Metcalf continues in his essay, “Black Art, Folk Art, and Social Control,” that the mainstream art world, in these historic folk exhibitions, and in the Corcoran Gallery of Art’s famous 1982 exhibit, “Black Folk Art in America,” flattened and decontextualized the meaning of the selected artists and artworks. Due to class and racial prejudices, albeit in their liberal form, work by poor, working-class, Black, southern and rural artists, was read as closer to nature, as primitive, as mysterious and unknowable, or as a continuation of lost craft culture (in the case of working-class and rural white artists), or as a continuation of a pure primitive African art (in the case of Black artists).  Art was presented this way even when there was substantial contradictory evidence.
This concealment of intent and meaning continues under the art world’s present-day categorization of outsider or self-taught art.
The artist Bill Traylor, an elderly African American man, born a slave, was “discovered” in the 1940s by a liberal white middle-class southerner named Charles Shannon. Shannon recognized the importance of Traylor's work, collected it and promoted it. But it never occurred to Shannon to ask Traylor what his work was about, what his motivations were, what he was chronicling in his thousands of drawings. Now, decades later, academics more or less try to guess what the work was about. The general art-world significance of Traylor's work is ascribed the dubious honor of authenticity; but an authenticity without agency; or an “unknowable” agency deemed somehow less conscious or deliberate than, say, a thousand polka dot paintings from Damien Hirst, or the latest formalist bullshit that is on offer.
Or, take the work of the William Thompson. The (barely) beneath-the-surface anti-Semitism and right-wing lunacy of his art is almost actively concealed by art collectors, dealers and writers, in awe of his southern Gothic authenticity (and marketability).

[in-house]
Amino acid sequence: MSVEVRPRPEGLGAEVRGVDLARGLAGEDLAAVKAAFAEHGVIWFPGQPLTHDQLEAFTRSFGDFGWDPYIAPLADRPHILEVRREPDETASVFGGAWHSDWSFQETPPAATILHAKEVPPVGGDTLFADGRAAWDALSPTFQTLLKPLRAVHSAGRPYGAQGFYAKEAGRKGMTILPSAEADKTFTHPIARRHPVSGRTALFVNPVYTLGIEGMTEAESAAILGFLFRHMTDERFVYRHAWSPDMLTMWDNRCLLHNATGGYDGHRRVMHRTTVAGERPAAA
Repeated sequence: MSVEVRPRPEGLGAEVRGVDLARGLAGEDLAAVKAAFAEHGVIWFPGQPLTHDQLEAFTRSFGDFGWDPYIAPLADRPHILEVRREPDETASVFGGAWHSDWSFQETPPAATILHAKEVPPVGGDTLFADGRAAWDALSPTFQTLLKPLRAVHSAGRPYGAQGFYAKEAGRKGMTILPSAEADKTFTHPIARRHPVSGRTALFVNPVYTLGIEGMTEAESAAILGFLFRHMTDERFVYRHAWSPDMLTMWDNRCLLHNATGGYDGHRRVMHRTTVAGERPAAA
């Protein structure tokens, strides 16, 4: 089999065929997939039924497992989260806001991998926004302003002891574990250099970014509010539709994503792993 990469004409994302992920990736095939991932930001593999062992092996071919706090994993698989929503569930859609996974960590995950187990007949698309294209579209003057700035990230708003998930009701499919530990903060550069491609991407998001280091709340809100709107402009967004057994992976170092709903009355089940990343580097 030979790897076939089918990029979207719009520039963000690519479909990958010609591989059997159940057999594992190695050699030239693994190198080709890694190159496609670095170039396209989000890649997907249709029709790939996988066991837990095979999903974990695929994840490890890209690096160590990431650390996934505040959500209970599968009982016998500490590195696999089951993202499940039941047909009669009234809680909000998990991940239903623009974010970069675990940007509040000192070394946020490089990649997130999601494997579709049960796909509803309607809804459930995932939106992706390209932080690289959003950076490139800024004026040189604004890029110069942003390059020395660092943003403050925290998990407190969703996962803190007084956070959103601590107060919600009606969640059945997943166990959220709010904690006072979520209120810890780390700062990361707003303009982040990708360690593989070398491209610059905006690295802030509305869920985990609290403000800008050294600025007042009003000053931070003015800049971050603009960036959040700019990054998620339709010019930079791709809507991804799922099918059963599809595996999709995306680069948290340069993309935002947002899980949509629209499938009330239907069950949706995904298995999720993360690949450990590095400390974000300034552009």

Or, Ralph Fasanella, a working-class union organizer turned artist is described as “self-taught” even though the content of his work reflects the lessons of decades of class struggle. Moreover, through his union, Ralph Fasanella organized art classes at city college for himself and other members. He is literally not self-taught -- in the most literal sense.
The labels are, not surprisingly, mostly meaningless.
That is not to say there is not a genuine appeal to work that has been categorized this way. The appeal of much of this so-called outsider art is that it, unlike the art world proper, aims to speak largely to audiences outside the art world, embraces the idea and ideal of individual artistic subjectivity, and presents a totality, a complete philosophical world vision, at a time when the majority of the art world has been trained to avoid such visions. Moreover, this totality is often expressed in opposition to the perceived status quo, albeit often in an esoteric and sometimes a right-wing manner. This work is often campaigning. In other words, such art is more Art, capital “A,” historically speaking, than much of the art of the contemporary weak avant-garde.
But we can only learn from this art if we treat it as genuine conscious work. The abstractions of authenticity and otherness conceal and reify what this work actually means, good or bad, in order to preserve market shares for different currents of artistic commodities, and to perpetuate the artificial shortage of “genius” on which the art world depends (both its academic canon and its market).
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David Davies, “On the Very Idea of ‘Outsider Art,’” British Journal of Aesthetics 49 (January 2009), 26
Eugene W. Metcalf, “Black Art, Folk Art, and Social Control,” Winterthur Portfolio Vol. 18 No. 4 (Winter 1983), 278
For an accounting of this work, as well as other work, see Greg Bottoms, The Colorful Apocalypse: Journeys in Outsider Art (Chicago: University of Chicago Press, 2007), 57-121
Adam Turl is an artist and writer from southern Illinois (by way of upstate New York, Wisconsin, Chicago and St. Louis) living in Las Vegas, Nevada. His is the art and design editor at Red Wedge and an adjunct instructor at the University of Nevada - Las Vegas. He has an MFA from the Sam Fox School of Design and Visual Arts at Washington University in St. Louis, and a BFA from Southern Illinois University in Carbondale, Illinois. Turl’s most recent exhibitions include Revolt of the Swivel Chairs at the Cube Gallery (Las Vegas, NV 2018), The Barista Who Disappeared at Arspace 304 (Carbondale, IL 2018) and The Barista Who Could See the Future at Gallery 210 as part of Exposure 19 (St. Louis, MO 2017). In 2016 he received a fellowship and residency at the Cité Internationale des Arts in Paris, France. Turl’s Instagram is adamturl_art. His website, which he shares with writer Tish Markley, is evictedart.com.